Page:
With regard to free agency and signing your own, it seems to me that most guys are at or near 30 when their 6 years of control are exhausted. It also seems to me the peak years of most careers in their late 20s. Player after player after player sees a sharp drop off in production from about age 30 on. Why play in that arena when the odds are against you if you can do it another way? Become the best at harvesting young talent and getting it to the majors. I believe this is what the Reds are trying to do.

    It is obvious, the Reds are spending money on the future. They are spending internationally, and are spending all their allotment on the draft. Some had Cam Collier as the best player in the draft in 2022. Somehow he fell to #18 because teams were concerned about how much money he would demand. The Reds drafted and signed him. That doesn’t sound cheap to me. They have spent money on minor league systems to make it better. I think there could be an upgrade in minor league coaching, but I don’t know.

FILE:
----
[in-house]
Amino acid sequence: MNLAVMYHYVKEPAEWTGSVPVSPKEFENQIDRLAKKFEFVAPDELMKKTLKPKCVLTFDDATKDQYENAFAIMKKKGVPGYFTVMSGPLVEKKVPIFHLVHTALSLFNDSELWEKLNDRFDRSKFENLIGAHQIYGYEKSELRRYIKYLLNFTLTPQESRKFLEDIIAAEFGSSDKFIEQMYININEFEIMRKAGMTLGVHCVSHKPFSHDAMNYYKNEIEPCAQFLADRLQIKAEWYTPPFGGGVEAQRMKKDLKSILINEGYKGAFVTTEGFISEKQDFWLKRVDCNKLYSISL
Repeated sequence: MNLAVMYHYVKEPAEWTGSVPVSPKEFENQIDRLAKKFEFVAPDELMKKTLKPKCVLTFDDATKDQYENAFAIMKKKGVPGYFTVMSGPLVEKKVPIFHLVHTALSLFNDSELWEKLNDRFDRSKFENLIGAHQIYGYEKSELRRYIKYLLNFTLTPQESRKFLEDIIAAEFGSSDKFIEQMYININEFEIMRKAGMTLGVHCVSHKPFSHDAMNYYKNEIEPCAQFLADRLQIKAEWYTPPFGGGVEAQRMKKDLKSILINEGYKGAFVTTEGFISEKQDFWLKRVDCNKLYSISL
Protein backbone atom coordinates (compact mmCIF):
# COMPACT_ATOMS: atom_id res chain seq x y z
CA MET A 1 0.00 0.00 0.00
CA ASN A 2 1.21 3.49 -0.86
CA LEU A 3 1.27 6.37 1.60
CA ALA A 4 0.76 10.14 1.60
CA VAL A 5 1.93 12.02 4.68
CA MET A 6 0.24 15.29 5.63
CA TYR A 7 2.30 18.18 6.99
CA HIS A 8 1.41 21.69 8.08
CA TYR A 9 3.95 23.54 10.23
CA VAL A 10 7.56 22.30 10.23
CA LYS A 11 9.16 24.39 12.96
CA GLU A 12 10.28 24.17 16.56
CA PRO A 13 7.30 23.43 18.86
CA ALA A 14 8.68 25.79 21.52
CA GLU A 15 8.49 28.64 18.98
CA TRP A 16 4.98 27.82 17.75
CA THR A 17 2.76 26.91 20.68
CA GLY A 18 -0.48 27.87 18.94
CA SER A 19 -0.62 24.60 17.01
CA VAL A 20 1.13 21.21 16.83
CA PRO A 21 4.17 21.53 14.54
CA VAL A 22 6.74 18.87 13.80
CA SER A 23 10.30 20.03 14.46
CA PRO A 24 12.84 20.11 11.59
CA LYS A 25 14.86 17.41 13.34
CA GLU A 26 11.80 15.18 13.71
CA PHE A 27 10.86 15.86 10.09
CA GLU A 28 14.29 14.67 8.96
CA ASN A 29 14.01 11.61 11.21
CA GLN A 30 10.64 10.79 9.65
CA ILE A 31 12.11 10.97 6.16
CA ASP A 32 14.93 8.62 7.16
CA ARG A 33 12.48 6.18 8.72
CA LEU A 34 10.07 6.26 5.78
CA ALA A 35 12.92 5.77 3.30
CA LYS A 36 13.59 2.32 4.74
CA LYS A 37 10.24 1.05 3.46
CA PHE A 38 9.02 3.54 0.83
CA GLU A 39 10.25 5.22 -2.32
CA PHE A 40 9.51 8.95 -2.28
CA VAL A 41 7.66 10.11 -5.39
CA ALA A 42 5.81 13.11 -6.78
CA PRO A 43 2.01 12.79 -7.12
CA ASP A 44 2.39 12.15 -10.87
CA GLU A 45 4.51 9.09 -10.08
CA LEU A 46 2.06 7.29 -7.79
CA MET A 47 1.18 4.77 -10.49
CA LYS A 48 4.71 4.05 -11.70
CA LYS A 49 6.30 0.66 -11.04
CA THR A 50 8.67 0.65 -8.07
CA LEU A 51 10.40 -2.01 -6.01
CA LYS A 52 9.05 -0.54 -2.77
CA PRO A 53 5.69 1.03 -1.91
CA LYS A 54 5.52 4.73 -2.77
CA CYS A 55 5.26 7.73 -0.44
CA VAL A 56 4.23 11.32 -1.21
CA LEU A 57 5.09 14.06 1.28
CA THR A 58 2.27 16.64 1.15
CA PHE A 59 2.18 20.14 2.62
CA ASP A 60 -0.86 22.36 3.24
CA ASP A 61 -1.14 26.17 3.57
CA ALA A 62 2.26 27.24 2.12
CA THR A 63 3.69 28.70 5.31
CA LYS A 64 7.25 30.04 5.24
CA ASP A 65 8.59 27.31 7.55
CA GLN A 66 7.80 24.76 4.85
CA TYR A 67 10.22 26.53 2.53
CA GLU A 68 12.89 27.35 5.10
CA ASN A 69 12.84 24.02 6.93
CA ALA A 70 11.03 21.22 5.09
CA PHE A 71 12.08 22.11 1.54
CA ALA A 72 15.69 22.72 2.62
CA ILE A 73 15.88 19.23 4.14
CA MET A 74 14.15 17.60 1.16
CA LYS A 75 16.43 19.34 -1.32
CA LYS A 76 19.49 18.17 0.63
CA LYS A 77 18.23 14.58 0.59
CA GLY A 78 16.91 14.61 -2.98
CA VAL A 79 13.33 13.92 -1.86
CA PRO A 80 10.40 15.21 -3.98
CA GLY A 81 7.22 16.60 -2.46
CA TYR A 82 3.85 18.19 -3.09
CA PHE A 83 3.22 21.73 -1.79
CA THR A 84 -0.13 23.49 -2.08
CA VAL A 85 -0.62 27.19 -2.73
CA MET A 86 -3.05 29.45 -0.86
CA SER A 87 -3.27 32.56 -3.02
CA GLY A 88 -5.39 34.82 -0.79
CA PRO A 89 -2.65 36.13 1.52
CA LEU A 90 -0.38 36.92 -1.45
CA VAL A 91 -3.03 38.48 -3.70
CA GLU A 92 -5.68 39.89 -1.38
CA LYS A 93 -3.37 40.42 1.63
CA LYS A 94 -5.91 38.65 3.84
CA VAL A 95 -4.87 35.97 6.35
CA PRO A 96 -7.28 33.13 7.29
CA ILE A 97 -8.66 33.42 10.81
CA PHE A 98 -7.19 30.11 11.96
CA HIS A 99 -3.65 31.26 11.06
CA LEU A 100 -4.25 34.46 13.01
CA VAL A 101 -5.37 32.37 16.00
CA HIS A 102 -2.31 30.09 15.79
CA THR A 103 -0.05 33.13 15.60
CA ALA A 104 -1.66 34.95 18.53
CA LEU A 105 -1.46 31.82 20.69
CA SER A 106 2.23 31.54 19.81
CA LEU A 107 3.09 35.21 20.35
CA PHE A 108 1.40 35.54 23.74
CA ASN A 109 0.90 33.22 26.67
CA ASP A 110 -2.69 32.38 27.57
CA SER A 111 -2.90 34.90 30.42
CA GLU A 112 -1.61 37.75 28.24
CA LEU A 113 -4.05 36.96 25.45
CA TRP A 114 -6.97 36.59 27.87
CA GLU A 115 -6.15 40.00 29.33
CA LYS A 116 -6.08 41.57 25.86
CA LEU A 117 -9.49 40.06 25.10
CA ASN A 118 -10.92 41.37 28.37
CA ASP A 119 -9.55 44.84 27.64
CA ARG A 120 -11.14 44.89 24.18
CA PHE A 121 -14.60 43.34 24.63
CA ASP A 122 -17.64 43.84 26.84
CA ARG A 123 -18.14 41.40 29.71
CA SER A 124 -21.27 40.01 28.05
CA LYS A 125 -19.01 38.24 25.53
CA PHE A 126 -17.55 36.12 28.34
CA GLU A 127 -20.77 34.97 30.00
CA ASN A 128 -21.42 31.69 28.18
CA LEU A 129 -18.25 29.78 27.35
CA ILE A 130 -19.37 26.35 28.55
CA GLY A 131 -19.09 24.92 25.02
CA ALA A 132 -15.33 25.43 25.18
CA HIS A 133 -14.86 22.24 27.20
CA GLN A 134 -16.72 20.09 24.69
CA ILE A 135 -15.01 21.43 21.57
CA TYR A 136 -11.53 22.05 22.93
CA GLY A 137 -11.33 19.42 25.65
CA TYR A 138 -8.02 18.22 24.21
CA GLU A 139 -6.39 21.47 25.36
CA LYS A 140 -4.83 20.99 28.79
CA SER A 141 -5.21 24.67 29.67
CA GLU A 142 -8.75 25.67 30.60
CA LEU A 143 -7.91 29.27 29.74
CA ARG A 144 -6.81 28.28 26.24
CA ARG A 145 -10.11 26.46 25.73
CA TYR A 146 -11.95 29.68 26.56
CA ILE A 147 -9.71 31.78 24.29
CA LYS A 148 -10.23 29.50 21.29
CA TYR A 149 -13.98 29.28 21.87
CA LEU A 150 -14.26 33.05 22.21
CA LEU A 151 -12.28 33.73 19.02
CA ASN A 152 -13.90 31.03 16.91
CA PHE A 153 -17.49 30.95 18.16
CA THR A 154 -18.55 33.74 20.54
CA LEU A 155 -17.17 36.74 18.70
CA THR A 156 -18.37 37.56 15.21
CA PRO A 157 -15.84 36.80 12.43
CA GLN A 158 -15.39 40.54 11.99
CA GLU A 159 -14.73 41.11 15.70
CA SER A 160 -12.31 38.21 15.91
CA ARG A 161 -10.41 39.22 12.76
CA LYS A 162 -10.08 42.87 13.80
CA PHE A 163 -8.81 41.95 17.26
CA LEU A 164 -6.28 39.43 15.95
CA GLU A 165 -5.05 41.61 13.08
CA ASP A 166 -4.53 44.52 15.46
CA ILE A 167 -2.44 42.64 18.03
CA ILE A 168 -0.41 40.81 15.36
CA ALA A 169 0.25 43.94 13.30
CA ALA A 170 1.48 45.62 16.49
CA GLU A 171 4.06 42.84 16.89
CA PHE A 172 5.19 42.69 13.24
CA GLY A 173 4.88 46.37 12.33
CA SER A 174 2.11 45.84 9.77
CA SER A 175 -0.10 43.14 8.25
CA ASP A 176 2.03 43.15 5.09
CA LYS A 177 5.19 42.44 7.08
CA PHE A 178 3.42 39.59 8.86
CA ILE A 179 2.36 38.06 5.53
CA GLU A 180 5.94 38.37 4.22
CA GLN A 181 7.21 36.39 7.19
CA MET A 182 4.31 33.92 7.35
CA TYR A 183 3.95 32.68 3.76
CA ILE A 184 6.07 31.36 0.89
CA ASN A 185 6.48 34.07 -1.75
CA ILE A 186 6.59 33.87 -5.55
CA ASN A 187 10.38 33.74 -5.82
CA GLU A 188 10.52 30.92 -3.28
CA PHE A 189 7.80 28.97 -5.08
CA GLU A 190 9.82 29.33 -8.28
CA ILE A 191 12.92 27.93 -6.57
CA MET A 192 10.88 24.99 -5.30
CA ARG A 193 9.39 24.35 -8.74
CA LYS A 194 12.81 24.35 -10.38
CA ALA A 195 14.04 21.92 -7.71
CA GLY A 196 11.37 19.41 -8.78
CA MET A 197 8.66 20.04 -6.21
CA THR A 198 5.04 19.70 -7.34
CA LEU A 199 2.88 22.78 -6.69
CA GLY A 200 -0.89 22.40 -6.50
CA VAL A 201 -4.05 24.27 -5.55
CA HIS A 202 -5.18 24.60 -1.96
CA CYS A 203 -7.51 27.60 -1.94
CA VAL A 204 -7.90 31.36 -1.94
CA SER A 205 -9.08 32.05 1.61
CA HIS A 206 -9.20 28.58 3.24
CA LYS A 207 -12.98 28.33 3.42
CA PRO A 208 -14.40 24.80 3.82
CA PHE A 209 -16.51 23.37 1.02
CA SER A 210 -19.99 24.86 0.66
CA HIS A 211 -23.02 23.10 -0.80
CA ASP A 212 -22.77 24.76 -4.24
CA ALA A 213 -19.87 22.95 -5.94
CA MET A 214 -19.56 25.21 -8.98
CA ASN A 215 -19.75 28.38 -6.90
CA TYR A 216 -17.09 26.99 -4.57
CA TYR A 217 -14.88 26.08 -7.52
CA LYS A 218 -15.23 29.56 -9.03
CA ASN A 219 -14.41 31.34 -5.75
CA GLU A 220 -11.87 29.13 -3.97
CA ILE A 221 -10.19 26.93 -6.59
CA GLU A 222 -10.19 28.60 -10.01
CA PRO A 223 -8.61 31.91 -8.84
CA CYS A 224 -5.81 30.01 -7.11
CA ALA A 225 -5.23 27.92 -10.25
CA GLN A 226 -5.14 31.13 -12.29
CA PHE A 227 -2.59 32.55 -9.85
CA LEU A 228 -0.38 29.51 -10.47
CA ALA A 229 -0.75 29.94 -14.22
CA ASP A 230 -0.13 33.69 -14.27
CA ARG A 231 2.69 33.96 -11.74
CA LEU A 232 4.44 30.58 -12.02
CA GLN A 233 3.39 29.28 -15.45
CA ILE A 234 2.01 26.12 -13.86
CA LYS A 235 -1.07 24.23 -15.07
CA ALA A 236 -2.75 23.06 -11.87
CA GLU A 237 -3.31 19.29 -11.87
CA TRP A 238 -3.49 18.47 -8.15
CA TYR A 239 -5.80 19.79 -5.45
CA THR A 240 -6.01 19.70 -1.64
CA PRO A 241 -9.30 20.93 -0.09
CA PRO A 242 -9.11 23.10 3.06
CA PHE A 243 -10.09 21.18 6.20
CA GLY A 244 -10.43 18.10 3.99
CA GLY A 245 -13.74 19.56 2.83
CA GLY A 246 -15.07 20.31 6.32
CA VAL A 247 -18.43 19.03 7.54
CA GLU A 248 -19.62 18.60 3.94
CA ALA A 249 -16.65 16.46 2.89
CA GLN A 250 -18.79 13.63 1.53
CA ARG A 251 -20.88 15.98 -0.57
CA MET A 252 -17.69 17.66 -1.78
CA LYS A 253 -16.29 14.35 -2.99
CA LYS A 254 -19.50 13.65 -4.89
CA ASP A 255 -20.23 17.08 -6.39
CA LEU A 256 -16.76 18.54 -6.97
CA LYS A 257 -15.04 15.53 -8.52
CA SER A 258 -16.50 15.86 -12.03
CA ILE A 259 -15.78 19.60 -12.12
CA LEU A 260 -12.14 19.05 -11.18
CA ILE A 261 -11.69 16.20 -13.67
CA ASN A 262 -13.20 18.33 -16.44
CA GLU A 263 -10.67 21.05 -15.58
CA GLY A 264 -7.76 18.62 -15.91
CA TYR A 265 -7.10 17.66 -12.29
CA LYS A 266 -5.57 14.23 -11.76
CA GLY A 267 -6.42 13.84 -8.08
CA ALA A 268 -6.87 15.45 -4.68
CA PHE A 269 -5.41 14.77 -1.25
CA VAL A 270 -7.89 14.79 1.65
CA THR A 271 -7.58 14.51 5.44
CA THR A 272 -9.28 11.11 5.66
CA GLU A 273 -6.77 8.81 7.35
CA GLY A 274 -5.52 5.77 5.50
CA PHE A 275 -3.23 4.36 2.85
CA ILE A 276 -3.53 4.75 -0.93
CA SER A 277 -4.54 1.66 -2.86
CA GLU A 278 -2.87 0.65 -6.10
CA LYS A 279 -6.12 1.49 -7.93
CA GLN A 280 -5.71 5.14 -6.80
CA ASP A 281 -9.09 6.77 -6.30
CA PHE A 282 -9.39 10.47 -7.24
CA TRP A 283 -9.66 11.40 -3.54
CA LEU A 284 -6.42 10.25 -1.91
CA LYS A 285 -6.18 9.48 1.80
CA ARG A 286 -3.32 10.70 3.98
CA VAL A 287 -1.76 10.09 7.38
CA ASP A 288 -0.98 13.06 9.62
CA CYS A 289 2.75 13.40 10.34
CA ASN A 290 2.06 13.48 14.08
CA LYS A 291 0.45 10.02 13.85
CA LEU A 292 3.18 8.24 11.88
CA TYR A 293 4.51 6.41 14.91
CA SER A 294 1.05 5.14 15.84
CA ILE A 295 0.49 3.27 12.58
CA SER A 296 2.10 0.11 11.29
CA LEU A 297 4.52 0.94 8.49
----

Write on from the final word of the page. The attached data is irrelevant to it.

Someone please tell me where I’m wrong.

    • Jonathan Linn

      @Greenfield Red – thank you for being reasonable. I get tired of Redleg Nation for all the negativity and complaining. lol. I would agree with you as well. My only hope would have been to try and keep the band together for 2022 rather than trading Winker in February and stuff + try and sign nick castellanos for 3+ with opt out clauses.

      • Tom

        I agree as well. So much of the negativity is unnecessary. If you look at how things were trending before the pandemic, they were entering into the hundred50 million $ range in payroll. They had a strong farm system as well. Call it bad luck. Try again but this time go all in on the rebuild, which is what we’re seeing pretty much. I actually fully expect the Reds to have $150 million payroll by 2025.

    • AC